Tendrils of smoke rose from the corners of the ruined slabs of metal resting in front of the doorway. What was left of the door was bent almost in half, an unsuspecting victim of a gut punch that could probably have put a hole through a stone wall.
Starting at the door with a mixture of profound relief and abject terror, Samuel could not believe that this was the same man he had met just yesterday.
Gone was yesterday's earnest young man, deferential and happy to assist. In his place stood fury and wrath that could level buildings and slag districts, held in check by a force of will tempered during the worst of the Sixth Invasion.
"I am Captain Gerald Raeth, of the Midnight Songbird," the City's first airship captain said, as he stepped into the middle of the room. There was a subtle change in the air, a cool and gentle breeze that smelled faintly of rain.
It reminded Samuel of something Bertram had said, just yesterday, on the deck of the Songbird. "To be within a Crafter's heat haze is to be within their power."
"It's over," Captain Raeth said, as he deliberately stepped towards the hostages sitting in the corner of the room. "Your captors have agreed to surrender themselves to the Orderlies outside. Please just sit tight for a minute longer. We'll have you home with your families soon."
"Captain," Samuel said, striding over. "Thank you for-"
"No, Inspector Fraser," the captain interjected, a little too loudly to simply be a conversation. "I, and the entire City, owe you a great deal. This took you less than an hour to resolve, and you did it without any bloodshed."
"I couldn't have done it alone," Samuel said.
"You shouldn't have to do anything alone," Gerald said loudly, clapping Samuel on the shoulder. The captain leaned forward, and in a near whisper, added, "We need to speak. Have Mister Hannover pour you a drink. I'll have the bar empty in a few minutes."
Bemused, Samuel shook his head and sat down at the bar across from Clovis, who had buried his face in his hands.
"You should pour us some of that Northwatch Hill Mead," Samuel said. "This might be your last chance."
Clovis scoffed, but got up from the bar and drew out a pair of mugs from a cupboard. He filled both from a wooden barrel a few steps away, then set one in front of Samuel.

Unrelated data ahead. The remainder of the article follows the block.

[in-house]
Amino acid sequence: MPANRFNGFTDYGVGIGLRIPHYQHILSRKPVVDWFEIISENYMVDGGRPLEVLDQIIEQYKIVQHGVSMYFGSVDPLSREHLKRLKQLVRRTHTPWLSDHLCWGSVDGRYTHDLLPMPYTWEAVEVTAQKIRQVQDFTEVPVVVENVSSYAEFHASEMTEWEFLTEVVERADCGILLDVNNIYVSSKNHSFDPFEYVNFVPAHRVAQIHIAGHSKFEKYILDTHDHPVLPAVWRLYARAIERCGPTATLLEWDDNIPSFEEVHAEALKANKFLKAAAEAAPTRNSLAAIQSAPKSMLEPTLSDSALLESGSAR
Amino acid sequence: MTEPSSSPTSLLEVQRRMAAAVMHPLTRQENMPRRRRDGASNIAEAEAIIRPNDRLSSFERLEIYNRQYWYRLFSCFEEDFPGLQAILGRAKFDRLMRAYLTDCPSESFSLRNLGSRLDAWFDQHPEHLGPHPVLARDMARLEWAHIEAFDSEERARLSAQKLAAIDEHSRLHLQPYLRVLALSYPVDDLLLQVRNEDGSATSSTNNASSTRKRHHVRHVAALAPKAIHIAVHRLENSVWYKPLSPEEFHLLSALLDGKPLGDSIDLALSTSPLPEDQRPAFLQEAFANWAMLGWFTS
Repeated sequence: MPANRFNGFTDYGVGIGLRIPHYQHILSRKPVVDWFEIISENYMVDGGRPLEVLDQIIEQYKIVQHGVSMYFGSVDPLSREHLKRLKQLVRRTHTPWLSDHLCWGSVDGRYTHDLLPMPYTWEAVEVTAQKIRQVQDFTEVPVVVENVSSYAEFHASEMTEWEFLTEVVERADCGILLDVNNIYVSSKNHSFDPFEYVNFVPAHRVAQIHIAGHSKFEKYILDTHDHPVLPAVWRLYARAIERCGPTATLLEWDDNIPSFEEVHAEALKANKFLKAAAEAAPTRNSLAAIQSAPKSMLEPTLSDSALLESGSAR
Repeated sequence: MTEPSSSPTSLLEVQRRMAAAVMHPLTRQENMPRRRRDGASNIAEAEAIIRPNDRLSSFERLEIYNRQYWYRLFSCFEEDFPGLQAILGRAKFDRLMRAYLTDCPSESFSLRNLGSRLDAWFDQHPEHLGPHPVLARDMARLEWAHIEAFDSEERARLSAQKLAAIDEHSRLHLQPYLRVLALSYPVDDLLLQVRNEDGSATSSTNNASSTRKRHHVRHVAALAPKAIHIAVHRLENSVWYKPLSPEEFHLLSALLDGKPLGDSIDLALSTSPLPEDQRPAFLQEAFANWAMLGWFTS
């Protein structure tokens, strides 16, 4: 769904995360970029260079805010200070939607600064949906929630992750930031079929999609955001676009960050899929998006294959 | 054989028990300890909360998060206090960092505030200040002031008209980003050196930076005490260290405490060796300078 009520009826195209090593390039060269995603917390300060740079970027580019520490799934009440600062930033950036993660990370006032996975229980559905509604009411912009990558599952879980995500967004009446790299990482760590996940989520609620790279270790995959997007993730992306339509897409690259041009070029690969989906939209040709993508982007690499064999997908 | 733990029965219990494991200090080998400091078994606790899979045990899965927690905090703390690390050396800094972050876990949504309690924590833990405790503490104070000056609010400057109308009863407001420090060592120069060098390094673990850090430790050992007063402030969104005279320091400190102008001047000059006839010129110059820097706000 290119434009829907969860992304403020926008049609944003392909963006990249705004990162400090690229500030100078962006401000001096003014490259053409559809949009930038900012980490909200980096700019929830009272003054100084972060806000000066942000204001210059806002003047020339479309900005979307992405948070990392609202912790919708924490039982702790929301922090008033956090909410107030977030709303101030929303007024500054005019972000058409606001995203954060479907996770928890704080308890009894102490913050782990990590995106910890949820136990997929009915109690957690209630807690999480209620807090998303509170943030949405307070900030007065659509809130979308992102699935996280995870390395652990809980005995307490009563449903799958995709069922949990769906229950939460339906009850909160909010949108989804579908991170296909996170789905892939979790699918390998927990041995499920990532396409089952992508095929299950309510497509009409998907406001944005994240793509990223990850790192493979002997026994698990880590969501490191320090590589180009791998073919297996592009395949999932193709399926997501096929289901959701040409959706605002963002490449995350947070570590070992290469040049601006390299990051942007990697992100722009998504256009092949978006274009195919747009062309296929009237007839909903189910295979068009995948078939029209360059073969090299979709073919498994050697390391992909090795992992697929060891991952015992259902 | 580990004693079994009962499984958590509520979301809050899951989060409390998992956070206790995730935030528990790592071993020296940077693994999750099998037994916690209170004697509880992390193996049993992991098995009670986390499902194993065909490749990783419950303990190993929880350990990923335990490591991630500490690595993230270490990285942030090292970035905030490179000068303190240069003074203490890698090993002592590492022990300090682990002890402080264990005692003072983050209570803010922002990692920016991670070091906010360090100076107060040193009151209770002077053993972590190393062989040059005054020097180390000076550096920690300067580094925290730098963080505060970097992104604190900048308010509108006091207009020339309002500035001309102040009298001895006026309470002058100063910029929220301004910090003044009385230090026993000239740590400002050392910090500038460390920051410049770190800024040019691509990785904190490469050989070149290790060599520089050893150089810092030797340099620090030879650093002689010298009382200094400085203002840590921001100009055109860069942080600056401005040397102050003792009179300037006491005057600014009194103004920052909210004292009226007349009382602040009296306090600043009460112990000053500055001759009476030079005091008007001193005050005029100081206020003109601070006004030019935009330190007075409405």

"I suppose we both deserve a last drink. You didn't move quickly enough, Inspector. The City has us now," Clovis said.
Samuel gawked as Clovis took a long, slow sip. "You really think he's going to kill us to keep us quiet?"
Clovis chuckled. "I do. I would in his place. You really didn't get very far into that notebook you took off the shelf, did you?"
"Not at all," Samuel admitted.
"Then you'll probably die ignorant."
"You seem pretty certain of that," Samuel said.
"He shouldn't be," Gerald Raeth said, as he sat down beside Samuel. "After all, the Inspector is too calm for someone who learned what was in those notes you kept. And I should thank you, Mister Hannover, for burning them just a few minutes ago."
"What? I," Clovis began to say, but something passed between the two of them that Samuel didn't understand. Samuel clenched his teeth to bury his anger, knowing what was lost.
"It seemed like the right decision. You don't need more evidence against me than you have," Clovis eventually said.
"Prudent," the captain conceded.
YOU ARE READING
Bitter Cold Truth: A Tale of the Everburning CityFantasy
There is no night in the Everburning City. There can never be. Fourteen people lie dead on the platform of Billows Station, killed by fire and rage. And as the perpetrator hides within the millions of people who inhabit the City, the task of findi...